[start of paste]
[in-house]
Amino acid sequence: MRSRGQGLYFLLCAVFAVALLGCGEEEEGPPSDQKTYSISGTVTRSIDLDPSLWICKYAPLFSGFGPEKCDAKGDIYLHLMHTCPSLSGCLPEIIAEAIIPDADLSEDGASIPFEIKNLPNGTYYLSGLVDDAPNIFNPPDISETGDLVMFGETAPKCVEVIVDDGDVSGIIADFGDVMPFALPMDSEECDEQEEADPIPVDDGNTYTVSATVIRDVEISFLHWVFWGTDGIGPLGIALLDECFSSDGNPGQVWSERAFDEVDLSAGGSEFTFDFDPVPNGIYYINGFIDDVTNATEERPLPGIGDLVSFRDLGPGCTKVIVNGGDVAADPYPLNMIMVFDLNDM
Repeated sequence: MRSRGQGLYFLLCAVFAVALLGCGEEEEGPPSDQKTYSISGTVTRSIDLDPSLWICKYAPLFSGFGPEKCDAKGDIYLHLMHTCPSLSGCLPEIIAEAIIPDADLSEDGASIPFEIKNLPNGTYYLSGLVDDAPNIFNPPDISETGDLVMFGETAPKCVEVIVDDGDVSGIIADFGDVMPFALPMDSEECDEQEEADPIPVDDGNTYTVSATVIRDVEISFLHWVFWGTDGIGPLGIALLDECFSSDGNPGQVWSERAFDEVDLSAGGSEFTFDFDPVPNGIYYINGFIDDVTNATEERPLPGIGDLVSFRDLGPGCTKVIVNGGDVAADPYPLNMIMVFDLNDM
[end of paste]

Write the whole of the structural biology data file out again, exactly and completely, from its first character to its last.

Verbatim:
[in-house]
Amino acid sequence: MRSRGQGLYFLLCAVFAVALLGCGEEEEGPPSDQKTYSISGTVTRSIDLDPSLWICKYAPLFSGFGPEKCDAKGDIYLHLMHTCPSLSGCLPEIIAEAIIPDADLSEDGASIPFEIKNLPNGTYYLSGLVDDAPNIFNPPDISETGDLVMFGETAPKCVEVIVDDGDVSGIIADFGDVMPFALPMDSEECDEQEEADPIPVDDGNTYTVSATVIRDVEISFLHWVFWGTDGIGPLGIALLDECFSSDGNPGQVWSERAFDEVDLSAGGSEFTFDFDPVPNGIYYINGFIDDVTNATEERPLPGIGDLVSFRDLGPGCTKVIVNGGDVAADPYPLNMIMVFDLNDM
Repeated sequence: MRSRGQGLYFLLCAVFAVALLGCGEEEEGPPSDQKTYSISGTVTRSIDLDPSLWICKYAPLFSGFGPEKCDAKGDIYLHLMHTCPSLSGCLPEIIAEAIIPDADLSEDGASIPFEIKNLPNGTYYLSGLVDDAPNIFNPPDISETGDLVMFGETAPKCVEVIVDDGDVSGIIADFGDVMPFALPMDSEECDEQEEADPIPVDDGNTYTVSATVIRDVEISFLHWVFWGTDGIGPLGIALLDECFSSDGNPGQVWSERAFDEVDLSAGGSEFTFDFDPVPNGIYYINGFIDDVTNATEERPLPGIGDLVSFRDLGPGCTKVIVNGGDVAADPYPLNMIMVFDLNDM